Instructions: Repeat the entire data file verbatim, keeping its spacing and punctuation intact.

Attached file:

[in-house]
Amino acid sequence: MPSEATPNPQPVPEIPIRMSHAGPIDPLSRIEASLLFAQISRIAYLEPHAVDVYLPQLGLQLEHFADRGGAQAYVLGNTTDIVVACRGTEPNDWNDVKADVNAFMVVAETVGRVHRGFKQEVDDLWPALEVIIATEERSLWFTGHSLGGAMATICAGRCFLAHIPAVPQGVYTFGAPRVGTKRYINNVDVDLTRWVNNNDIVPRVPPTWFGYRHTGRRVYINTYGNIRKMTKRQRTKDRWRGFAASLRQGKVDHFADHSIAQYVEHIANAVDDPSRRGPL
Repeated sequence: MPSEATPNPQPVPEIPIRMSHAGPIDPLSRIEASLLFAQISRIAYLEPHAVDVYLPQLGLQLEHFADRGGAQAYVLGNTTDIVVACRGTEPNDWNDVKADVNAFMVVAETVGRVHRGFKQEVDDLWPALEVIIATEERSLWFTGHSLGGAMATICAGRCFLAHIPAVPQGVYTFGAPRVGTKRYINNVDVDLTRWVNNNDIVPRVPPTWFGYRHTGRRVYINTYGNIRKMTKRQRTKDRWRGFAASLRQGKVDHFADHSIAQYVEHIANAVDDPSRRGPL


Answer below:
[in-house]
Amino acid sequence: MPSEATPNPQPVPEIPIRMSHAGPIDPLSRIEASLLFAQISRIAYLEPHAVDVYLPQLGLQLEHFADRGGAQAYVLGNTTDIVVACRGTEPNDWNDVKADVNAFMVVAETVGRVHRGFKQEVDDLWPALEVIIATEERSLWFTGHSLGGAMATICAGRCFLAHIPAVPQGVYTFGAPRVGTKRYINNVDVDLTRWVNNNDIVPRVPPTWFGYRHTGRRVYINTYGNIRKMTKRQRTKDRWRGFAASLRQGKVDHFADHSIAQYVEHIANAVDDPSRRGPL
Repeated sequence: MPSEATPNPQPVPEIPIRMSHAGPIDPLSRIEASLLFAQISRIAYLEPHAVDVYLPQLGLQLEHFADRGGAQAYVLGNTTDIVVACRGTEPNDWNDVKADVNAFMVVAETVGRVHRGFKQEVDDLWPALEVIIATEERSLWFTGHSLGGAMATICAGRCFLAHIPAVPQGVYTFGAPRVGTKRYINNVDVDLTRWVNNNDIVPRVPPTWFGYRHTGRRVYINTYGNIRKMTKRQRTKDRWRGFAASLRQGKVDHFADHSIAQYVEHIANAVDDPSRRGPL